There are reasons for not pursuing these twin events. The Project is facing credibility concerns due to internal and field operational problems. The details of field operations reveal several good accomplishments but after four years of Project life, we are actually on a red alert status in the overall assessment of our monitoring agencies ranged against goals and objectives. The situation we are in is either bad or good, depending on the attitude of stakeholders in the implementation of this project and “how lessons are being learned” for the benefit and use of beneficiaries. This is where vision and values comes in. Without vision and values, people follow anything but trends. It leads to nowhere but credulity and for us in the business of information, loss of credibility too. It was time to revisit values and visions, celebrate our anniversary and stage the knowledge learning market as a big event with the Project’s public, on the theme: “The “I” of the Cordillera; Enhancing the Region’s Inherent and Continuing Pursuit of Excellence.”

Through thick and thin, villages and communities in the Cordillera regularly observe times and seasons when every member gather with the rest to deliberate on the state of affairs, listen to the elders on policies or rules governing community living, and even celebrate. These are occasions when the community and its members deepen their individual and shared visions, understand “reasons for being” and learn from each other. Under the CHARM2 Project, one wonders if this motherhood stuff has anything to do with the construction of bridges, farm-to-market roads and irrigation canals, or the planting of trees in our mountains. If that is a problem, think again. How did our communities formulate their values and visions and manage to live in these mountains? How did they leave beautiful legacies of accomplishments in natural resources management, indigenous mountain agriculture and governance in their isolation for so many years, decades and centuries? They did not just pursue new ideas with great appeal that may not be appropriate in situ over the long term – just trends. In which case, talks on sustainability are not funny but credible. More to the point, if the dominant reason for being (vision and values) for the implementation of development is to make money during implementation, beneficiaries, supporters, and institutions do perish in due time.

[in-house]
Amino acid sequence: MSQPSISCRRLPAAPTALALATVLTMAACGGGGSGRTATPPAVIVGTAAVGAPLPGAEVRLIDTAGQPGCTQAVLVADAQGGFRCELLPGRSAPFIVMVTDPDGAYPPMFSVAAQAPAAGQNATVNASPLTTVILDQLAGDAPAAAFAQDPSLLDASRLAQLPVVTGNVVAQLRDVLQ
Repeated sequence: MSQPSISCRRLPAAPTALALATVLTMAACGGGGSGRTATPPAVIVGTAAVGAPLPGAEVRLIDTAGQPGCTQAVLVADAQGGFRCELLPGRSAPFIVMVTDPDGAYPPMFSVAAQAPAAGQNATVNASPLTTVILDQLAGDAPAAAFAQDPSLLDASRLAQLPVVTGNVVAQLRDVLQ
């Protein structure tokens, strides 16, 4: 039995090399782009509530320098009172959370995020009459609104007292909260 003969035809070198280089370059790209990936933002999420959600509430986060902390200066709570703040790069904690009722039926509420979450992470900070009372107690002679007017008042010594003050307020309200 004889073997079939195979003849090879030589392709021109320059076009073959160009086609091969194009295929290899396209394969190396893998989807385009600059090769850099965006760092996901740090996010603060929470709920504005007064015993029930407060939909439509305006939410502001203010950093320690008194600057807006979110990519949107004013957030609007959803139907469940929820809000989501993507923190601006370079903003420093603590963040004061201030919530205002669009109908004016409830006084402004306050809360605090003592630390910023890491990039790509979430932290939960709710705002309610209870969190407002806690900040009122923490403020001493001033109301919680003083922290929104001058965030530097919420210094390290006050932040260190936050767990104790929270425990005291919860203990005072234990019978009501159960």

Honestly, there were too many things that went into the KLM event that cannot be processed in one setting pertaining to leadership and community vision and values as these impacts on community development, policies, and the pursuit of excellence on mountain living. My small unit managed to get the event done with the help of the rest of the Project’s personnel, Benguet State University DevCom students and the agency’s partners. IFAD co-sponsored the event with IFAD Country Program Coordinating Officer, Yolando Arban helping us in planning the policy sessions and encouraging us from the day I consulted him about it to the last day of the event’s staging.

The testimonies of participants and top speakers during the event indicated the event was a success but it remains to be seen, whether the main participants learned lessons. The eyes of the Project’s direct and larger public are now also active participants in seeing to it that the “I” of the Cordillera and the Project’s vision to serve it with its development interventions are done in good faith in the last two remaining years of the Project’s life.

Published in the Sun.Star Baguio newspaper on December 17, 2013.